Greece Post
  • UFO meet-up group provides research, discussion

  • Richard Dolan is author of two books on UFO history, part of a three-volume series with the final edition in the works.

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  • The recent discovery of two Earth-sized planets has some toying with the idea of life like ours is found elsewhere in the universe. But some wonder the very same thought every day. Some believe there’s more to the universe.
    Is it possible?
    Richard Dolan thinks so. So do around 130 members of the Rochester UFO Meet-Up group, or at the very least, they’re skeptic enough to want to learn more.
    “What constitutes proof, and what’s more, who is authorized to declare such and such as proof?” Dolan asked the meet-up group at its most recent gathering at Barnes and Noble Rochester Institute of Technology.
    Dolan, a longtime academic who lives in Rochester, and he’s one of the most well-known ufologists in modern times.
    It’s unclear how many UFO sightings happen year after year, and researchers are like Dolan are the first to examine for scientific explanation or hoax efforts.
    “Most people don’t mention the sighting to people let alone report it,” Dolan said. “Sometimes its nothing other than unusual phenomena.”
    Dolan is author of two books on UFO history, part of a three-volume series with the final edition in the works. He began his studies when he read a book while researching the Cold War in the early 90s as part of graduate school at the University of Rochester.
    “I had this moment of cognitive dissonance,” he said of that day. “I’ve had this world view where all of this is nonsense, and here’s literature that’s generally saying it’s a bit of problem. Even if they’re mistaken, how had I never heard about this? Is it part of history? How important is it, not even asking if they’re real.”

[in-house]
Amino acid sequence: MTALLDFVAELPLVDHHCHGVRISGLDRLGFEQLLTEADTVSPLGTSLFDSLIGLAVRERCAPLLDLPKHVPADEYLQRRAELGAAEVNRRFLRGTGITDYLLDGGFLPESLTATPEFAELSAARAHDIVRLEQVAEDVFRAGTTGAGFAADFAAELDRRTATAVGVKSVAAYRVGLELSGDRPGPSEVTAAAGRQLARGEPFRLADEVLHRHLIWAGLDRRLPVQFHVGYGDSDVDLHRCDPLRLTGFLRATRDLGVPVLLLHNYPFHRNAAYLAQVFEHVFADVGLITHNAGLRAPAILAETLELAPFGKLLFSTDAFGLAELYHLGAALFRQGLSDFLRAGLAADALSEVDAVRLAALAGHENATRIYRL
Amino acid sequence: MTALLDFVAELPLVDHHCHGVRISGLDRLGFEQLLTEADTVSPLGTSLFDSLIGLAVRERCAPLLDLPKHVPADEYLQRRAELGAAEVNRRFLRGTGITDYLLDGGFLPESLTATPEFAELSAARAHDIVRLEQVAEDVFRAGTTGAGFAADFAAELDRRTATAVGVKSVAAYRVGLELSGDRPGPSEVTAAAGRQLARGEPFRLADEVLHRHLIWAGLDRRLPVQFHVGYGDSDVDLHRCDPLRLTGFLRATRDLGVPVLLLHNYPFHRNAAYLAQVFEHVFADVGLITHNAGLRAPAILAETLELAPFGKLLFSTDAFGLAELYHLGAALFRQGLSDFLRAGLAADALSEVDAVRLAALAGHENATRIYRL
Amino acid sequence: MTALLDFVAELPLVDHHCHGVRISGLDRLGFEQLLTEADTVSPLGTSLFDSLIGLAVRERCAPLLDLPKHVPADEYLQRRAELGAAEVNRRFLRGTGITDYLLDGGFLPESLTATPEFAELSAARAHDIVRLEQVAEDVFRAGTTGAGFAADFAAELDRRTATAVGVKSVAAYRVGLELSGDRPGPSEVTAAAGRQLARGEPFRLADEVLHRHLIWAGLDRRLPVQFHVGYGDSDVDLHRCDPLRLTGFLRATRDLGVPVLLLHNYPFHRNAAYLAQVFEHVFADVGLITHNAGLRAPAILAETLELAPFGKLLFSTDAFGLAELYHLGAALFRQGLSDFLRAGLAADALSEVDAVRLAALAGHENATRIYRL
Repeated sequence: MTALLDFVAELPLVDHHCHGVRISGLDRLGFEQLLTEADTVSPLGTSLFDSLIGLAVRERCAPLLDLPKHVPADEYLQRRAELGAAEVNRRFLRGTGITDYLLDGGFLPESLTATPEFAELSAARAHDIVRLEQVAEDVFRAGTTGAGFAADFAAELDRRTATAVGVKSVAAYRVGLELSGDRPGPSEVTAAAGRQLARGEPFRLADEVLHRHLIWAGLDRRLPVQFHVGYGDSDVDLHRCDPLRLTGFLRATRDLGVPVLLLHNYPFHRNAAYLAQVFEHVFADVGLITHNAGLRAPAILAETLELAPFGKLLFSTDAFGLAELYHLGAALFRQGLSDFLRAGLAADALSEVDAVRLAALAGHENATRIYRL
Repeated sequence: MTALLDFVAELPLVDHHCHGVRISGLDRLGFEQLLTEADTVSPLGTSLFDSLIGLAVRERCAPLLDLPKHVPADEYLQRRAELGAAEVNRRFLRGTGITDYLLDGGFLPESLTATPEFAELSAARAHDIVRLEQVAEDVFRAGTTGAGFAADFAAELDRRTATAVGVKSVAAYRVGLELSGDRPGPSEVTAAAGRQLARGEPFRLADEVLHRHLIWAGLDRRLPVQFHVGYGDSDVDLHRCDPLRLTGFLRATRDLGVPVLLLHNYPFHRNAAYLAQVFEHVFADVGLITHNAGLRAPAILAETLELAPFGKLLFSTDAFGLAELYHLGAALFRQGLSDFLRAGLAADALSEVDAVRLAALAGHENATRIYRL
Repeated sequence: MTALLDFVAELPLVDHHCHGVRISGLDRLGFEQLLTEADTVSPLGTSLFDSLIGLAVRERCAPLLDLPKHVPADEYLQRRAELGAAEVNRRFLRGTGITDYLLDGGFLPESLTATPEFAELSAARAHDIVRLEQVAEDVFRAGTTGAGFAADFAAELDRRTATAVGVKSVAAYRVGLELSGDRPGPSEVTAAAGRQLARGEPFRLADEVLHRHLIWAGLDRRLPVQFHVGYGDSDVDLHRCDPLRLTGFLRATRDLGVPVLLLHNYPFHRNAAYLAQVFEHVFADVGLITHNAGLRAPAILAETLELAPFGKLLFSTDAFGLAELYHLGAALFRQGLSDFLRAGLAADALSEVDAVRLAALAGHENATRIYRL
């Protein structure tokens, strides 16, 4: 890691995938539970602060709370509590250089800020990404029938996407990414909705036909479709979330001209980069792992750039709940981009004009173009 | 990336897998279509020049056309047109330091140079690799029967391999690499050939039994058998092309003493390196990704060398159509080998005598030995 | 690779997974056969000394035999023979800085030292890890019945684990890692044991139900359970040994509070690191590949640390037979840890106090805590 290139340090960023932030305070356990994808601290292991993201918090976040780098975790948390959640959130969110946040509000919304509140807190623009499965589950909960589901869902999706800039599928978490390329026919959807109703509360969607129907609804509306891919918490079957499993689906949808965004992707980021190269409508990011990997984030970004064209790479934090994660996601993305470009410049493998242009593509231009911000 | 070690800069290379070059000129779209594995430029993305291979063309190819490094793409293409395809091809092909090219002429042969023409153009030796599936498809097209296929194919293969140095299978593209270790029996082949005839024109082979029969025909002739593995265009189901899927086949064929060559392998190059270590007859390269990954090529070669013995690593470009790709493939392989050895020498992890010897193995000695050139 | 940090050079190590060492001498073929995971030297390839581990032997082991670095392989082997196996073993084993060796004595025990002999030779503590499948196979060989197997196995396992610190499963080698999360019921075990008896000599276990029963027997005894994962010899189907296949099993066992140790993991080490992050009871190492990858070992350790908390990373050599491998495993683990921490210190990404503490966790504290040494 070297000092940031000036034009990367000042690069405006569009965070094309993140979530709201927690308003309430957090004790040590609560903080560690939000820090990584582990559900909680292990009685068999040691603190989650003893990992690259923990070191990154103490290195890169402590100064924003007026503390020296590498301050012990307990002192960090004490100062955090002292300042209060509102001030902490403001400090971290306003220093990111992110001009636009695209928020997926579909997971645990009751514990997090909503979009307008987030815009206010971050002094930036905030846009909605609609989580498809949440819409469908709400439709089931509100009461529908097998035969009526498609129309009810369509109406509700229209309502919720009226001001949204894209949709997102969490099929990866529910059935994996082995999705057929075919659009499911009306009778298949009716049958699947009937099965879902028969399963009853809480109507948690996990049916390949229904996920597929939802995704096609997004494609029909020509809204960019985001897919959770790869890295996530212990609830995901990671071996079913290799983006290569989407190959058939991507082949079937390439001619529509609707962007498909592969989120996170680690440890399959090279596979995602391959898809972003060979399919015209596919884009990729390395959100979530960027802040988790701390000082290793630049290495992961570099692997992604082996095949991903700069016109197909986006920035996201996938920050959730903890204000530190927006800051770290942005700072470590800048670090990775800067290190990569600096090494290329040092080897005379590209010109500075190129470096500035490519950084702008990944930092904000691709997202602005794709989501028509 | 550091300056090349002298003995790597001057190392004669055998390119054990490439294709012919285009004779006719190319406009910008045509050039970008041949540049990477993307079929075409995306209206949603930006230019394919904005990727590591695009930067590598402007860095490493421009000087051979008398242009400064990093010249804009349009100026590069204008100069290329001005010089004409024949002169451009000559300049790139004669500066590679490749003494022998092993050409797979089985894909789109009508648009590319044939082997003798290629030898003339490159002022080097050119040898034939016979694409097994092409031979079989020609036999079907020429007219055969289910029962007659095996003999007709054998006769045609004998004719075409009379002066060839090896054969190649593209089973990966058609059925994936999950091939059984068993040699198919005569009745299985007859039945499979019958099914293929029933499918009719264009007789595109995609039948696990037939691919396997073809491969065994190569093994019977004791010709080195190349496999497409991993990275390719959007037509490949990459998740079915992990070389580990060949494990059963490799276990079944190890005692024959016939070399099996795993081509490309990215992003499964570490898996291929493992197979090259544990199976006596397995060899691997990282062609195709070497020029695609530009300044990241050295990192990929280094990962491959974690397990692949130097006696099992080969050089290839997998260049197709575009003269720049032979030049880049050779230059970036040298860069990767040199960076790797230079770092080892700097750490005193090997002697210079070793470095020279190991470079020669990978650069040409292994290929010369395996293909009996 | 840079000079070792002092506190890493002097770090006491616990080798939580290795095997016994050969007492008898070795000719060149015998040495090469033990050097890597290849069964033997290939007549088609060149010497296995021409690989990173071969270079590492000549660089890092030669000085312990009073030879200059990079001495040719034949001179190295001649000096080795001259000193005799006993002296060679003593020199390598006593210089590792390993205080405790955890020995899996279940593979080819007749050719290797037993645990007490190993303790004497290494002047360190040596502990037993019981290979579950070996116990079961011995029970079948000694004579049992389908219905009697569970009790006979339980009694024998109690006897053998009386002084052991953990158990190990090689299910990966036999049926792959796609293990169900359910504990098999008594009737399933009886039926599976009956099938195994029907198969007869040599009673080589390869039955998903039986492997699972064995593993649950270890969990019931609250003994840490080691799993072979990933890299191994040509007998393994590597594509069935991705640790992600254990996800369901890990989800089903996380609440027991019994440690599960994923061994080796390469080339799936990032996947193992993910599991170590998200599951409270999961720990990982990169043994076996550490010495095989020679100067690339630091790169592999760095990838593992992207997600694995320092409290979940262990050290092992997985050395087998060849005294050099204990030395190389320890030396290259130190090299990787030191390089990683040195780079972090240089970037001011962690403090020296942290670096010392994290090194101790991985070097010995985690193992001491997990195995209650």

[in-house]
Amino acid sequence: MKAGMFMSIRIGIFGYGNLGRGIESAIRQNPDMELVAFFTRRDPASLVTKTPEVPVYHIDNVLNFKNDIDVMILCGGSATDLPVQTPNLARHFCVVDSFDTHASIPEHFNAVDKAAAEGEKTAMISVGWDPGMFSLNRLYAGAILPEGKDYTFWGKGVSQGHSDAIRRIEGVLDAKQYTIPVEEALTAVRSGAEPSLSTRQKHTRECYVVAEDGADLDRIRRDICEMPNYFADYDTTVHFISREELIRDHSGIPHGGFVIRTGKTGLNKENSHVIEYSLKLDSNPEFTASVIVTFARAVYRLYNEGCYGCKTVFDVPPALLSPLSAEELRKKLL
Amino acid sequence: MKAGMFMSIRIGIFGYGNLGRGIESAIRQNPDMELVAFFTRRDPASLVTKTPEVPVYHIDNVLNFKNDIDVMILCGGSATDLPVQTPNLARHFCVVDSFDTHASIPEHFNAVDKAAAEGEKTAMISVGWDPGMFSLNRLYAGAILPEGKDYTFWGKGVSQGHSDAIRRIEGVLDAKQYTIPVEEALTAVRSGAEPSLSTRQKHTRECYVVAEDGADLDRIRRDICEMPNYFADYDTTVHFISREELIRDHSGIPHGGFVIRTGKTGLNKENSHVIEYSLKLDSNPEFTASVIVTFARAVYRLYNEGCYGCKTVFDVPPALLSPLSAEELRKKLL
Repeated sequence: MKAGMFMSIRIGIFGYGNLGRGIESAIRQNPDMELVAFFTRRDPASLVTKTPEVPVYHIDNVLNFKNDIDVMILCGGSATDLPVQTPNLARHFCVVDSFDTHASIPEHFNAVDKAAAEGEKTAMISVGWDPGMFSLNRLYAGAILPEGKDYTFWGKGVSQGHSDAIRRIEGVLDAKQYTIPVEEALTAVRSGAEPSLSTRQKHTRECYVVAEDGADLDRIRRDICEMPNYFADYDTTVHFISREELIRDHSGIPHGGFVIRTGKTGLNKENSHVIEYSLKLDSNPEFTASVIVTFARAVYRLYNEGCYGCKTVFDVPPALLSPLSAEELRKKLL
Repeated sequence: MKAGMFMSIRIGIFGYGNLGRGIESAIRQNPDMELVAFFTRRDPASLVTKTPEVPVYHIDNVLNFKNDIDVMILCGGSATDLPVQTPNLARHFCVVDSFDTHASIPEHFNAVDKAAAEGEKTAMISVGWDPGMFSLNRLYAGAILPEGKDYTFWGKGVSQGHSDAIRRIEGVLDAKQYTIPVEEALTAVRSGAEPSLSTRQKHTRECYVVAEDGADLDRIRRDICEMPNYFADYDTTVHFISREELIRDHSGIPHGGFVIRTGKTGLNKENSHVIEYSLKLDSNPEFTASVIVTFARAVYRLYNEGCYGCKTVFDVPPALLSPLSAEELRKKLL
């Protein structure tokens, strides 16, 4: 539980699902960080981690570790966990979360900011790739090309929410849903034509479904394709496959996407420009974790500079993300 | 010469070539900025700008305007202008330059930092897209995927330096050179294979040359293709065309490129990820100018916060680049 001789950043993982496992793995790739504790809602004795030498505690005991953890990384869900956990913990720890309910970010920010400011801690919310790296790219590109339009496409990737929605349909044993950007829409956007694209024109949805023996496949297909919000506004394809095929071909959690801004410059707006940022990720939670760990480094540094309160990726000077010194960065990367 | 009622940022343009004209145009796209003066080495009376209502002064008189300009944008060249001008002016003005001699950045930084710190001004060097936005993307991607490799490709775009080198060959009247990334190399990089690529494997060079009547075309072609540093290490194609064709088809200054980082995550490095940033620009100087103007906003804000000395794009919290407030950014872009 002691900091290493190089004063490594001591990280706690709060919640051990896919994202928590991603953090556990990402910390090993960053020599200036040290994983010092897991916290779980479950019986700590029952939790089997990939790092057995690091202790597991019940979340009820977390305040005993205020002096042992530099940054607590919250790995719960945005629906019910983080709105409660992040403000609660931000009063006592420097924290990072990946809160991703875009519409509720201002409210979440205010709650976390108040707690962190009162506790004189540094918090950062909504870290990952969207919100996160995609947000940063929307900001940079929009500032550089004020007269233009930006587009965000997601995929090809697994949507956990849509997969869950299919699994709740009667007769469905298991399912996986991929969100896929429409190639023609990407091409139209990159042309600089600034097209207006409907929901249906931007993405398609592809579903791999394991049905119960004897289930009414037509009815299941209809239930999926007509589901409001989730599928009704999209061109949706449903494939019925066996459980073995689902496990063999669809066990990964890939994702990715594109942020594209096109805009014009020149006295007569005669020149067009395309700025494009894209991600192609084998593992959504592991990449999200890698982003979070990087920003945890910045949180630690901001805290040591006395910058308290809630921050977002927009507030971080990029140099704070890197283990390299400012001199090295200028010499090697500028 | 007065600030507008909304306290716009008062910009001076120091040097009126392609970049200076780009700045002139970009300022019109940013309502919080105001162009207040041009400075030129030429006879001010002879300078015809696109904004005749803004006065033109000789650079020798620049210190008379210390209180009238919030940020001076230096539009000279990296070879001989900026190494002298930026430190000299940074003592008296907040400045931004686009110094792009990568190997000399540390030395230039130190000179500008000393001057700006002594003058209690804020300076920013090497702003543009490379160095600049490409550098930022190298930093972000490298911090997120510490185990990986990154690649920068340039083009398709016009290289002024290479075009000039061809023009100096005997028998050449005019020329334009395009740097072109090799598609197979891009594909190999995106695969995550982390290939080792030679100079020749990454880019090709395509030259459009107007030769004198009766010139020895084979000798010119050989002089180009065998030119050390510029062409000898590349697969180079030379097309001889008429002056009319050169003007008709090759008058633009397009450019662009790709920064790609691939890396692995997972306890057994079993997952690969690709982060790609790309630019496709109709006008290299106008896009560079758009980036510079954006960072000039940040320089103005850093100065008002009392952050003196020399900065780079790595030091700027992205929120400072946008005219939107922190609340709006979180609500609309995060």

There’s enough happenings, sightings and leaked government reports to support the ufology field of study. The discipline brings together textbook subjects like science, philosophy, mathematics, anthropology, ancient history and physics.
    Cookie Stringfellow is the organizer of the Rochester UFO meetup group. A longtime researcher herself, Stringfellow says having a group helps believers of UFOs share information.
    “There’s camaraderie,” she said. “They share all their information, they post videos they come across, they’ll bring books. We have a lending library among the members.”
    There’s monthly meetings for the group, which features guest speakers like Dolan — who can arrive in person — or through conference calls.
    Some members, like Stringfellow, have studied for years. Back in the 1950s and 60s, pop culture and social philosophy flirted with thoughts of unidentified flying objects and extraterrestrial beings. Consequentially egged on by the Space Race, the possibility of life outside earth was controversial, weird, but to many, a very real thing.
    Page 2 of 2 - Today, how much has changed? Human technologies have far surpassed where they were; from frequency operations to optics, from robotics to artificial intelligence, mechanics are smoother than ever before. Some, like Dolan, wonder where the ideas came from.
    Dolan believes far more is known about the possibility and existence of technology and life from other planets than is let on to the public.
    “All we have is guesswork,” he says of existing information. His work often cites leaked government documents that discuss once-classified sights and investigations, but Dolan believes those are only pieces of the puzzle.
    He says eventually, the truth — whatever it may be — will come out.
    “It’ll end, frankly, because nothing can last forever in our society is changing too rapidly and too dramatically for it not to.”

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